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Sept. 11's Shadow Darkening Outlook

Attack, economy take toll as rents fall across the city; could be at least 10 years before downtown recovers

Crain's New York Business

By Lore Croghan

September 02, 2002

The terrorist attack on the World Trade Center tore a 16-acre hole in the city's heart. A year later, the aftershocks of that aggression continue to reverberate in the office market.

The outlook is darkest for downtown, whose wounded landscape will take years to heal. But Sept. 11's damage is lingering throughout Manhattan.

"This is a tsunami that has not even begun to show its impact," says Gregg Lorberbaum, a managing principal at brokerage firm The Staubach Co.

The market is weakening and will get worse before it gets better. Rents will erode and vacancies will increase through autumn, as more sublets become available due to continuing layoffs.

Contingency plans

The problems of the market are likely to be exacerbated over the next year. Businesses are just starting to confront the issue of what to do to improve their chances for survival if another disaster strikes. Their need to disperse their personnel threatens to shift jobs out of town.

Some companies have opted for Brooklyn, but it's only one place to pit against well-established alternatives all over the tristate area.

"We will see companies taking multiple locations with excess office capacity," says Barry Gosin, chief executive of brokerage Newmark & Co. Real Estate Inc. "That will spell trouble for New York City unless companies can be persuaded to take Brooklyn and Queens seriously."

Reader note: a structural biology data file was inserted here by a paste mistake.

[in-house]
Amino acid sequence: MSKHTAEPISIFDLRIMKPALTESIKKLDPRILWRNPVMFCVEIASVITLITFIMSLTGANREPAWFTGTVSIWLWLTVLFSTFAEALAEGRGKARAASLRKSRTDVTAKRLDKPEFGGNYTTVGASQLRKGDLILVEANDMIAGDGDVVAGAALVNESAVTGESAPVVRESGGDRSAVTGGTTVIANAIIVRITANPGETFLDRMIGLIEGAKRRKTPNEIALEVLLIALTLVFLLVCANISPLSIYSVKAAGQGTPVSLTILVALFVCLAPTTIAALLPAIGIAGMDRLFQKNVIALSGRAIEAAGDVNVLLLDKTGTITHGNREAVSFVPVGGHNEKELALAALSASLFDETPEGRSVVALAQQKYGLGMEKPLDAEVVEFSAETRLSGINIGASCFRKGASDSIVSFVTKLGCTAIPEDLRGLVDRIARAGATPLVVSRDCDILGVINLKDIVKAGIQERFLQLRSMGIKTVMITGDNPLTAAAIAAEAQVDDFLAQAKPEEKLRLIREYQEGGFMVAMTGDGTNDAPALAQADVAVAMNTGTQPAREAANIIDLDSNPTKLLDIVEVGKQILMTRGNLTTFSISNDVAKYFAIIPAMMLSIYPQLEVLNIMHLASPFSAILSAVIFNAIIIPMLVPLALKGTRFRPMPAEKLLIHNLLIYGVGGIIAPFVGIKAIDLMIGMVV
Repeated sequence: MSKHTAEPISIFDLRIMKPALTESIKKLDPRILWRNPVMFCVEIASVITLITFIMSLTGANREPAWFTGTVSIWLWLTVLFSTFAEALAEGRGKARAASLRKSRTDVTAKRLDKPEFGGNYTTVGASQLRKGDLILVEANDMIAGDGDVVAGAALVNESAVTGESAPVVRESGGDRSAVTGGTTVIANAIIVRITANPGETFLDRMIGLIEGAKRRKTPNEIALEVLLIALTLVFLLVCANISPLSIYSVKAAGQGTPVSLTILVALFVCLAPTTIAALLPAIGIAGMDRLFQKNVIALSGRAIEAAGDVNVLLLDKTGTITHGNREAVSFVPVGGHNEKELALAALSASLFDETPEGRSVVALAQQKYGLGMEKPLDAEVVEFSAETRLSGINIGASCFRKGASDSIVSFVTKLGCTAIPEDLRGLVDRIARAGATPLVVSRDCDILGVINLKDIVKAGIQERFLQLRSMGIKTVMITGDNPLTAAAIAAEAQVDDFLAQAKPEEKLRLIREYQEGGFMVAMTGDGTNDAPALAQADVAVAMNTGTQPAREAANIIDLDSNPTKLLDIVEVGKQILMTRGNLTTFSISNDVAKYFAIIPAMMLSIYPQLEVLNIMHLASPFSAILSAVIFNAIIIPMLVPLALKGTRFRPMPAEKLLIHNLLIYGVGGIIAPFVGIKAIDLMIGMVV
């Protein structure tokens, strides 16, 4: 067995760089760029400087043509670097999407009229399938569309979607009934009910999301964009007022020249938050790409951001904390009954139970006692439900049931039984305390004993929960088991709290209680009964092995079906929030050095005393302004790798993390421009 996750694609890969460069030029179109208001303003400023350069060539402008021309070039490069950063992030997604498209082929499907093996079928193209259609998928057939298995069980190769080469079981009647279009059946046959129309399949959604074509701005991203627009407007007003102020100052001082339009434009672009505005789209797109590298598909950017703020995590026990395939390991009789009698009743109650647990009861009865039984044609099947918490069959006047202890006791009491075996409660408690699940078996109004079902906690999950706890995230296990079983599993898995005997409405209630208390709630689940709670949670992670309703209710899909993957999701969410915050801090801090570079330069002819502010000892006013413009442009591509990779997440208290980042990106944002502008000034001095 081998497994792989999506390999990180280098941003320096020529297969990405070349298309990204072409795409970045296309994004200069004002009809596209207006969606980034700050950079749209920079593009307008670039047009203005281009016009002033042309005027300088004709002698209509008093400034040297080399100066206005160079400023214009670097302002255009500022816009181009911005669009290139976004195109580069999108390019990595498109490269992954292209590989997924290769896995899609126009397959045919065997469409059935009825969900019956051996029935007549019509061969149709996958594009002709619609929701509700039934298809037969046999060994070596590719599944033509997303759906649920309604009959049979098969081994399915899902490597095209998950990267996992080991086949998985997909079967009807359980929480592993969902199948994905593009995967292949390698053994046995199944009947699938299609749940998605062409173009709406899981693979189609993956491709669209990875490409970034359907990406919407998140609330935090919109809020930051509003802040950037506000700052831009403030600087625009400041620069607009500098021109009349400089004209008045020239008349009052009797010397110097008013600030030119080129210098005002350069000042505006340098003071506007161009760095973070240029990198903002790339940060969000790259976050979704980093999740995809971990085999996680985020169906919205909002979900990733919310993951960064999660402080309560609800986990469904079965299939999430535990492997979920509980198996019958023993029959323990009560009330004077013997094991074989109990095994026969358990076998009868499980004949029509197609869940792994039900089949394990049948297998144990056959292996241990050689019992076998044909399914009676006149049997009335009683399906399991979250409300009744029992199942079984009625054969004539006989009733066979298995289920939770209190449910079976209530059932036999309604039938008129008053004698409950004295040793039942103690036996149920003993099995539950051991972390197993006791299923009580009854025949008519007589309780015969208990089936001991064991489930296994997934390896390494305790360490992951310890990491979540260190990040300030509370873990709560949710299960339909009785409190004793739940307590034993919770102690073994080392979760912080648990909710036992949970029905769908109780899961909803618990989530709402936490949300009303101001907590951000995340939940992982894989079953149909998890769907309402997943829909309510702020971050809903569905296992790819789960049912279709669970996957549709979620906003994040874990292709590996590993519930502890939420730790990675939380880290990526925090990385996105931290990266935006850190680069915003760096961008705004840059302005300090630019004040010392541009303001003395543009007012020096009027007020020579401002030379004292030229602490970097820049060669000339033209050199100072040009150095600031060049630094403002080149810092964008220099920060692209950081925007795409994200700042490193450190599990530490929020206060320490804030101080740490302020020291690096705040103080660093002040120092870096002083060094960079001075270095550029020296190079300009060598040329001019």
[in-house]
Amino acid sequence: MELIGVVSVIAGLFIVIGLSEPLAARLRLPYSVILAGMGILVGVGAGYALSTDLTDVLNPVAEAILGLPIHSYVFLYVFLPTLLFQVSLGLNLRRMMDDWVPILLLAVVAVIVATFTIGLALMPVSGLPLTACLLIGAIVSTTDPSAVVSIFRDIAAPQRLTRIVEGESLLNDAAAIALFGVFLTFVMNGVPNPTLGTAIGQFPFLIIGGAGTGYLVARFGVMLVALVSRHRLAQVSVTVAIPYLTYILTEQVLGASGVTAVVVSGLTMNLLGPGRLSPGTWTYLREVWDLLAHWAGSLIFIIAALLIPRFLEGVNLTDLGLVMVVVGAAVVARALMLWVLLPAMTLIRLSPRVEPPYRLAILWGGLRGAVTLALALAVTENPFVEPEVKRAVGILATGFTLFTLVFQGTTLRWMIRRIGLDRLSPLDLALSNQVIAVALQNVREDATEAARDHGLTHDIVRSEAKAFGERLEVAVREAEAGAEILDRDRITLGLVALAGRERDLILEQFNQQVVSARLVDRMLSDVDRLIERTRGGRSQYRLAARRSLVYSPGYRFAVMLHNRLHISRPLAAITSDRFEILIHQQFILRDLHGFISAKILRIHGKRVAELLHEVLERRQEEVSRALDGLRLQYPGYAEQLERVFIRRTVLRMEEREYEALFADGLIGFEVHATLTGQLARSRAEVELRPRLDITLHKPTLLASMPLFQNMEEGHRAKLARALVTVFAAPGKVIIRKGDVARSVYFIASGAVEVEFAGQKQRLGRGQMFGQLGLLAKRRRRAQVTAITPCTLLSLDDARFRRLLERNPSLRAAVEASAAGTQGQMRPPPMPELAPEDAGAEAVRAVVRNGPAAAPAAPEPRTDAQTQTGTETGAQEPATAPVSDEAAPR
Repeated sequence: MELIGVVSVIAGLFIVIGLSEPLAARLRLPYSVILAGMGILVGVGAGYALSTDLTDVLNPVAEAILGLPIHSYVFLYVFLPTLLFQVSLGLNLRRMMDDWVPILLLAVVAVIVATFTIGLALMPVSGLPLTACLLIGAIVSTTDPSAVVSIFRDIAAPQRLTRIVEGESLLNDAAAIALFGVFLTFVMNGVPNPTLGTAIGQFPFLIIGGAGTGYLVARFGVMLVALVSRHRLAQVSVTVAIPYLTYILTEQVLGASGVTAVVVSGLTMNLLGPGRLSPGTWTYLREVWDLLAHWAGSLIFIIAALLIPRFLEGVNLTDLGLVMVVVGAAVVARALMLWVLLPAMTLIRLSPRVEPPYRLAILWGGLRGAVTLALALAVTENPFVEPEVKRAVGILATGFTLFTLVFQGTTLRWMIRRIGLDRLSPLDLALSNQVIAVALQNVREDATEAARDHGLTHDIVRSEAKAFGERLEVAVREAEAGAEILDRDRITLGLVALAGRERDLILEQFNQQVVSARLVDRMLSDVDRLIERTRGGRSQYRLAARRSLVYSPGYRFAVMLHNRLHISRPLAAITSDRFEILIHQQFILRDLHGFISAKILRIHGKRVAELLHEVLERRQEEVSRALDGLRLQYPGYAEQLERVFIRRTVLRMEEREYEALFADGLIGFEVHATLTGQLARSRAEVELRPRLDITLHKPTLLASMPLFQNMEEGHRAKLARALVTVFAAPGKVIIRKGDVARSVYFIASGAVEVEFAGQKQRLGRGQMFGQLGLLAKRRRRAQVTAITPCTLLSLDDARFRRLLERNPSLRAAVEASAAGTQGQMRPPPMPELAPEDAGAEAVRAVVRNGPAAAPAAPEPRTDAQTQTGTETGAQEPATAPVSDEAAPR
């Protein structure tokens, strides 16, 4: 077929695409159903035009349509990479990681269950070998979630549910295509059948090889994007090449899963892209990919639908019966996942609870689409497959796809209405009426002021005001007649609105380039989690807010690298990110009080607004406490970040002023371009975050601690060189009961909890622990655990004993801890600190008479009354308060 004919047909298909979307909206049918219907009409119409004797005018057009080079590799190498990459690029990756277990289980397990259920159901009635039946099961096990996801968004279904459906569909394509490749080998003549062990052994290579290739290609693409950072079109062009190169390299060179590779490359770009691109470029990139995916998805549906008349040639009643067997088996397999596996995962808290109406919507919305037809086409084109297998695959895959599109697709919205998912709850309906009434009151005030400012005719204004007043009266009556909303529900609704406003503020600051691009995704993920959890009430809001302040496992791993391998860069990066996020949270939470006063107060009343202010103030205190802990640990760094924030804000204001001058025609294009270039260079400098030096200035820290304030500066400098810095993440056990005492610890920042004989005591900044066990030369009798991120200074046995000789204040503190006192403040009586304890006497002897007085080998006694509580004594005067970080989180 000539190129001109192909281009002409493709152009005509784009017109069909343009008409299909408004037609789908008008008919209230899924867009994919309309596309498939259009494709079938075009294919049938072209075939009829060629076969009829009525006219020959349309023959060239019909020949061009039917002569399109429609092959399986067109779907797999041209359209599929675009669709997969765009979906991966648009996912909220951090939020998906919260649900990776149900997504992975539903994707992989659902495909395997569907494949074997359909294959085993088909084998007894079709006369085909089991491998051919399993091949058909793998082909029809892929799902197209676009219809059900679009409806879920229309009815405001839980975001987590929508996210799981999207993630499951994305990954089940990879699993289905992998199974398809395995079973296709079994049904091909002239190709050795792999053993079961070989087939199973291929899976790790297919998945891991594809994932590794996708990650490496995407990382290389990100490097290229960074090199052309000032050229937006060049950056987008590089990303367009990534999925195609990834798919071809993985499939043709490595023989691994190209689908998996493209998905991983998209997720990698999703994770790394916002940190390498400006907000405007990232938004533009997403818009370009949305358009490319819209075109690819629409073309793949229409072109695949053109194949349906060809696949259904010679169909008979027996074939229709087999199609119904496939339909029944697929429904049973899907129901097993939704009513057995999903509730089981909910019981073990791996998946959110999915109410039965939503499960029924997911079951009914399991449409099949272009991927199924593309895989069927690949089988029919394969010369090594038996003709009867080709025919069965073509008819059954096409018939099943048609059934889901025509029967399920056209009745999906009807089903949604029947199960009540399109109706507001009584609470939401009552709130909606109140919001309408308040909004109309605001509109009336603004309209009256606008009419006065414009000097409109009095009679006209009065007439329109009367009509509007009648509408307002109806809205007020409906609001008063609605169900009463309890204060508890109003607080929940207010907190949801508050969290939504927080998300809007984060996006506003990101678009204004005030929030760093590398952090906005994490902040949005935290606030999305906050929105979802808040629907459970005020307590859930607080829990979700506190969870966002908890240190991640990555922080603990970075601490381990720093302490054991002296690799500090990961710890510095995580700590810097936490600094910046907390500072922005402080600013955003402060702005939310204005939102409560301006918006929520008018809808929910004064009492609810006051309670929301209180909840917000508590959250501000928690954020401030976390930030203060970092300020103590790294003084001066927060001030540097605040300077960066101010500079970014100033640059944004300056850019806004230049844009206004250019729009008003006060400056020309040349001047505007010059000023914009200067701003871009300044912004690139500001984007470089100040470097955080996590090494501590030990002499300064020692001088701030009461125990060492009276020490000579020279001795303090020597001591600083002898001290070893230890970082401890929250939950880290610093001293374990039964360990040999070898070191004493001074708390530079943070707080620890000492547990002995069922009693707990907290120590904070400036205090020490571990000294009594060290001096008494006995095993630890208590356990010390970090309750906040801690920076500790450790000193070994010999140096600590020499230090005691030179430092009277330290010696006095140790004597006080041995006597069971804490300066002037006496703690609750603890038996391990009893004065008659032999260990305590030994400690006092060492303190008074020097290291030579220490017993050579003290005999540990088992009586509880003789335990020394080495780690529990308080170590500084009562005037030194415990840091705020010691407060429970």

Opposite reaction

The effects of Sept. 11 have been so profound, and so long-lasting, in part because the attack came when the market was already beginning to face recessionary pressures. In the weeks right after the disaster, businesses rushed to offer millions of square feet of unused offices for sublet. They thought that tenants displaced by the disaster would rent it in no time. They were wrong.

Many displaced tenants backfilled into their own office space. With companies throughout New York, especially Wall Street firms, consolidating, there have been no other renters to take the space. Much of it is still sitting unused, glutting the market.

As additional space comes on line this fall, even midtown's prices will begin to drop. Offices that went for $60 per square foot in 2000 will reprice at $40, predicts Staubach's Mr. Lorberbaum. Rents in up-and-coming areas such as the garment district, the Penn Station area and Hudson Square will fall to the $20s per square foot. They were in the $40s and $50s two years ago.

The problems across most of Manhattan are economic. Downtown's run much deeper, and even a partial recovery is proving more elusive than was initially hoped.

"The towers were the defining structure for the skyline," says Ric Clark, chief executive of Brookfield Properties Corp., downtown's largest landlord.

The trade center's 11 million square feet of offices are gone, 3.5 million square feet of damaged buildings remain uninhabitable, yet the vacancy rate in the surviving real estate is rising. It has nearly tripled to 20% since Sept. 11, and it is expected to rise another 2 to 4 percentage points by year's end, according to TenantWise.com Inc., a brokerage that tracks post-Sept. 11 real estate trends.

Nowhere are the pressures more evident than at the World Financial Center, Brookfield's newly repaired office and retail complex on the western edge of Ground Zero.

Its office space is almost fully leased, but some tenants are paying rent for locations they have decided not to reoccupy. Their departures from the complex have cut the number of people working there to 25,000, from 36,000 pre-disaster. They've left one tower half-empty and another one-quarter empty.